64 of 65 people found the following review helpful
on September 2, 2003
Miraculously unearthed and licensed by Reelinintheyears and released through Experience Hendrix, the 3-hours featuring 36 performances by 24 artists are the real thing filmed at the peak of many of their careers. Filmed in a Baden-Baden Germany studio with sets designed to reflect the realities of the urban blues, the sound and B&W footage is amazing. Imagine seeing Muddy Waters, Howlin' Wolf, Sonny Boy Williamson, Lightnin' Hopkins, T-Bone Walker, John Lee Hooker, Big Mama Thornton, Lonnie Johnson, Big Walter, otis Rush, Otis Spann, blues brother Matt "Guitar" Murphy (as exciting as he is today) and others (with 1969 bonus footage of legends Magic Sam and Earl Hooker) in your living room.
Watch closely Sonny Boy's virtuoso "Bye Bye Bird," "Mojo" with Sonny Boy and Muddy, a five-harp jam with Big Mama, John Lee, Big Walter, J. B. Lenoir and Dr. Ross, and the magic of Lightnin' Hopkins doing "Mojo Hand" and laying out enough hot guitar licks in one song to fuel a rocker's whole career.
Hip-O has released a highlights CD but these two DVDs must be seen to believe. These are the performances that American audiences have never seen since they were filmed but which inspired the Rolling Stones, John Mayall, Ten Years After, Yardbirds, Animals, Van Morrison, Ten Years After and so many of the British blues-rockers.
This was no small event. These artists played the finest concert halls of Europe, stayed in the best hotels, and ate in the best restaurants finding a deep respect they never lived to see in America. Their performances show it. Some didn't want to leave. Sonny Boy Williamson stayed on for over a year after the 1963 festival appearing in clubs and on numerous TV shows and recording with the Yardbirds, Animals, Jimmy Page, jazzman Chris Barber and even Rahsaan Roland Kirk.
As talent scout Willie Dixon said, "The blues are the roots; the rest are the fruits." These are the roots and the British Invasion were only the first blossoming of the fruits. Miss these DVDs at your own risk.
Bill Donoghue AKA 'fessor Mojo,
20 of 20 people found the following review helpful
Get ready for some great blues, from the legends to the modern masters, acoustic to the electric featuring essential performances covering the last half-century of blues by the greatest of the great blues performers. Entire album reeks with every word and note from artists who aren't holding anything back. This has the feelings music is supposed to have, especially blues and this in right up there with the best of the best.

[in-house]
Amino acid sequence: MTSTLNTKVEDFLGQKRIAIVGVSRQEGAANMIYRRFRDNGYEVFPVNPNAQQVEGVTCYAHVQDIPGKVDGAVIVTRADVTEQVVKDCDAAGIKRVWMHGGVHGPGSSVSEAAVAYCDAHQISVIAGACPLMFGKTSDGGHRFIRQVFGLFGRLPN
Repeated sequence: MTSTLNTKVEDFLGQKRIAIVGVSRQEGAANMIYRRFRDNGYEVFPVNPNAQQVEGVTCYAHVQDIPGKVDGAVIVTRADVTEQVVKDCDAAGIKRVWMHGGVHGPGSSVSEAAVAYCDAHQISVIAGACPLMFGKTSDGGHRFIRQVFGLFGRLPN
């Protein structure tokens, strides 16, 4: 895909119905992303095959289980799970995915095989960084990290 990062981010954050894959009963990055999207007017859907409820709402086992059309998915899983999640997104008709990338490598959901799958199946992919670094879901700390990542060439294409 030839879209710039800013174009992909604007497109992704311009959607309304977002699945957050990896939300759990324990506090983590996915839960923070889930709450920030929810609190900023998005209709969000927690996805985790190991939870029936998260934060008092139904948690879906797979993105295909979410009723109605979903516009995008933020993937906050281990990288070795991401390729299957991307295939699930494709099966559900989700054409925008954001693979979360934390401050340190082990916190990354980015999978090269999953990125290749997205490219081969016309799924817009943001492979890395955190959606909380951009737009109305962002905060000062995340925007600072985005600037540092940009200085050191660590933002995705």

Sit back and enjoy "The American Folk Blues Festivals 1962-1966 Vol. 1", featuring Willie Dixon, John Lee Hooker, Memphis Slim, Mississippi Fred McDowell, Big Mama Thorton, Muddy Waters and Howlin' Wolf some of the legends that gave us our favorite genre...BLUES! Each cue is dead on, with detailed liner-notes and a little history of their background and accomplishments. This DVD is proof that once and for all Blues...was then and is very much alive and well. Blues is still some of the best music around...gotta love it!
Total Time: 80 mins ~ Hip-O Records 602498604120 ~ (8/26/2003)
19 of 19 people found the following review helpful
on October 16, 2003
Just got finished watching this last night and I was blown away. From Otis Spann to John Lee Hooker to Muddy Waters to Sonny Boy Williamson to Willie Dixon and on and on this is one dvd that anyone who loves the blues must own. COMPLETE PERFORMANCES!!!! One of the greatest music dvd's ever released. I can't wait to pick up volume 2. Picture and sound quality is outstanding. Crank up your speakers, sip on some wiskey, and let the blues flow like blood from your TV.
13 of 13 people found the following review helpful
on December 26, 2004
In 1962, two gutsy German concert promoters flew a host of top African-American blues musicians overseas to perform a string of shows in France, West Germany, Scandinavia, and England. The package tour was so successful it became an annual event that ran until 1970. For four years -- 1962-1966 -- these concerts were televised by Südwestfunk, one of Germany's broadcast networks. Using state-of-the-art cameras and audio equipment, Südwestfunk producers taped performances by Muddy Waters, Howlin' Wolf, T-Bone Walker, Willie Dixon, John Lee Hooker, Lonnie Johnson, Sonny Boy Williamson, Lightnin' Hopkins, and a passel of other greats. Unseen for 40 years, these well-preserved tapes were recently rediscovered, transferred to DVD, and released as a two-disc set, The American Folk Blues Festival 1962-1966.
Viewing these DVDs is like stumbling into a time warp: Rarely -- if ever -- did these musicians perform on American TV in the '60s. Consequently, there's precious little domestic footage of these giants coursing through the data stream. In fact, most blues fans have never actually seen Sonny Boy Williamson, Lightnin' Hopkins, or Howlin' Wolf work their mojo. But now we can, thanks to these discs.